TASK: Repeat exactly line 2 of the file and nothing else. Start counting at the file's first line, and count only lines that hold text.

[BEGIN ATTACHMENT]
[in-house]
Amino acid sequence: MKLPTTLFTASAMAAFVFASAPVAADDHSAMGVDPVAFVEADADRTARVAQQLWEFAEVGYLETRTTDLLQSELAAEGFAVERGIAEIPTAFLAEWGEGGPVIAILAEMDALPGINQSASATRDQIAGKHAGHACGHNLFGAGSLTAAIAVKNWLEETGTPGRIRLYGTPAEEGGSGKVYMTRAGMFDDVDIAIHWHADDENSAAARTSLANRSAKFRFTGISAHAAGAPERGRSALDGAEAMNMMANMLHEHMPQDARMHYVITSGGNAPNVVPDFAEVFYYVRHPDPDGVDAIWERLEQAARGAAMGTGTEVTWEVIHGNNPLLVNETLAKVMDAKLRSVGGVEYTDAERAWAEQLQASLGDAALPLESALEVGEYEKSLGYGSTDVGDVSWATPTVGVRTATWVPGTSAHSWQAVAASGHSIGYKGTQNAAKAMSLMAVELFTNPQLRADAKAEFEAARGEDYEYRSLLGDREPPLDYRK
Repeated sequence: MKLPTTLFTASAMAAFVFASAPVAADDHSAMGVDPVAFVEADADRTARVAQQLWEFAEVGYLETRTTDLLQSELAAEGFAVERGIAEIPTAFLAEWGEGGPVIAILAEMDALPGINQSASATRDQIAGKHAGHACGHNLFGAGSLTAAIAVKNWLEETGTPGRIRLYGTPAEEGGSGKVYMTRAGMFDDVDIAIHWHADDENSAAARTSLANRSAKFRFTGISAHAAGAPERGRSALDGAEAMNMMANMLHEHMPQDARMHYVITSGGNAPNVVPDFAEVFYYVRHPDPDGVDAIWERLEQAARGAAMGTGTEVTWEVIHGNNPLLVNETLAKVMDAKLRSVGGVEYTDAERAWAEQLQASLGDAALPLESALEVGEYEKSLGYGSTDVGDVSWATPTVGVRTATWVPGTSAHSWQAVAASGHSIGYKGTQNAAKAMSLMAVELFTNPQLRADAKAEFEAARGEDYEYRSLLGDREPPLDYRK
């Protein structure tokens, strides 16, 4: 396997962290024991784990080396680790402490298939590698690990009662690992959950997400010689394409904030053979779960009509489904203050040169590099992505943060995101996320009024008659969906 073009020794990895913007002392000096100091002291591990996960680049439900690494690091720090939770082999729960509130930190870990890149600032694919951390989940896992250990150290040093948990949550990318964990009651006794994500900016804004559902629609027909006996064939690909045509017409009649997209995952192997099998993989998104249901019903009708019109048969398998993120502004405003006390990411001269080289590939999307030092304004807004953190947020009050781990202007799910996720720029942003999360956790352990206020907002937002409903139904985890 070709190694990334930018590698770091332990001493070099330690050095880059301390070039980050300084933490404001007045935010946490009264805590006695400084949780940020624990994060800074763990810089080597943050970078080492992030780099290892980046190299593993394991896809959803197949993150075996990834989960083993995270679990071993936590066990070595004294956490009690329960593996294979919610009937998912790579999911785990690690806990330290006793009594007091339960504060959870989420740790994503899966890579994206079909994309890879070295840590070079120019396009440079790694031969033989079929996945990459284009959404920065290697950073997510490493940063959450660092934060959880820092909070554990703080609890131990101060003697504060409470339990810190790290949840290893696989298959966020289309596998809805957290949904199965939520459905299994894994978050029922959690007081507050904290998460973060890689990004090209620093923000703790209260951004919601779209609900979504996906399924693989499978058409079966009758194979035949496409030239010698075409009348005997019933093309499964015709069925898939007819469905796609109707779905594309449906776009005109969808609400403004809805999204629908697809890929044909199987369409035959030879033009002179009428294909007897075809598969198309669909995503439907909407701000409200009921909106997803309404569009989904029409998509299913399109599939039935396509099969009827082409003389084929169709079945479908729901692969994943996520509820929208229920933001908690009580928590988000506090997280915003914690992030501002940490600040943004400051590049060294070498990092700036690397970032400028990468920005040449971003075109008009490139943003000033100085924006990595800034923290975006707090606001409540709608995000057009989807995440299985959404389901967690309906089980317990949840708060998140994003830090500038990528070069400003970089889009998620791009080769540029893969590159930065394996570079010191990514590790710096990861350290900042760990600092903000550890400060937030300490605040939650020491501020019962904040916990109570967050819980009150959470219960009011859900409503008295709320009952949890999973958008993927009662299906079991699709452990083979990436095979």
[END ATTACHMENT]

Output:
Amino acid sequence: MKLPTTLFTASAMAAFVFASAPVAADDHSAMGVDPVAFVEADADRTARVAQQLWEFAEVGYLETRTTDLLQSELAAEGFAVERGIAEIPTAFLAEWGEGGPVIAILAEMDALPGINQSASATRDQIAGKHAGHACGHNLFGAGSLTAAIAVKNWLEETGTPGRIRLYGTPAEEGGSGKVYMTRAGMFDDVDIAIHWHADDENSAAARTSLANRSAKFRFTGISAHAAGAPERGRSALDGAEAMNMMANMLHEHMPQDARMHYVITSGGNAPNVVPDFAEVFYYVRHPDPDGVDAIWERLEQAARGAAMGTGTEVTWEVIHGNNPLLVNETLAKVMDAKLRSVGGVEYTDAERAWAEQLQASLGDAALPLESALEVGEYEKSLGYGSTDVGDVSWATPTVGVRTATWVPGTSAHSWQAVAASGHSIGYKGTQNAAKAMSLMAVELFTNPQLRADAKAEFEAARGEDYEYRSLLGDREPPLDYRK